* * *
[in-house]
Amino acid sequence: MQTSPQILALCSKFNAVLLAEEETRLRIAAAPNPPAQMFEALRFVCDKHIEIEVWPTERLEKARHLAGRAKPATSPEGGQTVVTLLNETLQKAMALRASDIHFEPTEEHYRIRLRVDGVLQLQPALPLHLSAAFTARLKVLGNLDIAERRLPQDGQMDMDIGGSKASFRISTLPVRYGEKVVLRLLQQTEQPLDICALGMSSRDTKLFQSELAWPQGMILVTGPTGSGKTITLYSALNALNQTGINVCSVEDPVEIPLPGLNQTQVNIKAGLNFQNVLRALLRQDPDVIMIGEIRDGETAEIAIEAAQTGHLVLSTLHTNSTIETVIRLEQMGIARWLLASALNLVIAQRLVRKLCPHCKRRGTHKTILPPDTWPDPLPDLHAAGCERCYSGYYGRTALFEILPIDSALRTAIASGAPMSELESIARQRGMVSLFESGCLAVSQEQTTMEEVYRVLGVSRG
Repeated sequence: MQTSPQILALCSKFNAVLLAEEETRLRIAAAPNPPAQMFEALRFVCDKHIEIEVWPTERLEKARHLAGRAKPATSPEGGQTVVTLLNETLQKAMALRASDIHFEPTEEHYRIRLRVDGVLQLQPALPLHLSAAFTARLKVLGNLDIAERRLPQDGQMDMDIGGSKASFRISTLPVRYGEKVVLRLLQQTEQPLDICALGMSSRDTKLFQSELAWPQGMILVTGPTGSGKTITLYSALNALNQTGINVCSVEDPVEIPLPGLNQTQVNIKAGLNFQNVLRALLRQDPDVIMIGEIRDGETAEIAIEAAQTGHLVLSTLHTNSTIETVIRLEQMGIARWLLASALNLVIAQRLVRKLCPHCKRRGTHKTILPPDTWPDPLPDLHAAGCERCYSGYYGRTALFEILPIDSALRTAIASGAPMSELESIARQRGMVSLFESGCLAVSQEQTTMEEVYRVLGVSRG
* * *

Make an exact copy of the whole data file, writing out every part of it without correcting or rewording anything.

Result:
[in-house]
Amino acid sequence: MQTSPQILALCSKFNAVLLAEEETRLRIAAAPNPPAQMFEALRFVCDKHIEIEVWPTERLEKARHLAGRAKPATSPEGGQTVVTLLNETLQKAMALRASDIHFEPTEEHYRIRLRVDGVLQLQPALPLHLSAAFTARLKVLGNLDIAERRLPQDGQMDMDIGGSKASFRISTLPVRYGEKVVLRLLQQTEQPLDICALGMSSRDTKLFQSELAWPQGMILVTGPTGSGKTITLYSALNALNQTGINVCSVEDPVEIPLPGLNQTQVNIKAGLNFQNVLRALLRQDPDVIMIGEIRDGETAEIAIEAAQTGHLVLSTLHTNSTIETVIRLEQMGIARWLLASALNLVIAQRLVRKLCPHCKRRGTHKTILPPDTWPDPLPDLHAAGCERCYSGYYGRTALFEILPIDSALRTAIASGAPMSELESIARQRGMVSLFESGCLAVSQEQTTMEEVYRVLGVSRG
Repeated sequence: MQTSPQILALCSKFNAVLLAEEETRLRIAAAPNPPAQMFEALRFVCDKHIEIEVWPTERLEKARHLAGRAKPATSPEGGQTVVTLLNETLQKAMALRASDIHFEPTEEHYRIRLRVDGVLQLQPALPLHLSAAFTARLKVLGNLDIAERRLPQDGQMDMDIGGSKASFRISTLPVRYGEKVVLRLLQQTEQPLDICALGMSSRDTKLFQSELAWPQGMILVTGPTGSGKTITLYSALNALNQTGINVCSVEDPVEIPLPGLNQTQVNIKAGLNFQNVLRALLRQDPDVIMIGEIRDGETAEIAIEAAQTGHLVLSTLHTNSTIETVIRLEQMGIARWLLASALNLVIAQRLVRKLCPHCKRRGTHKTILPPDTWPDPLPDLHAAGCERCYSGYYGRTALFEILPIDSALRTAIASGAPMSELESIARQRGMVSLFESGCLAVSQEQTTMEEVYRVLGVSRG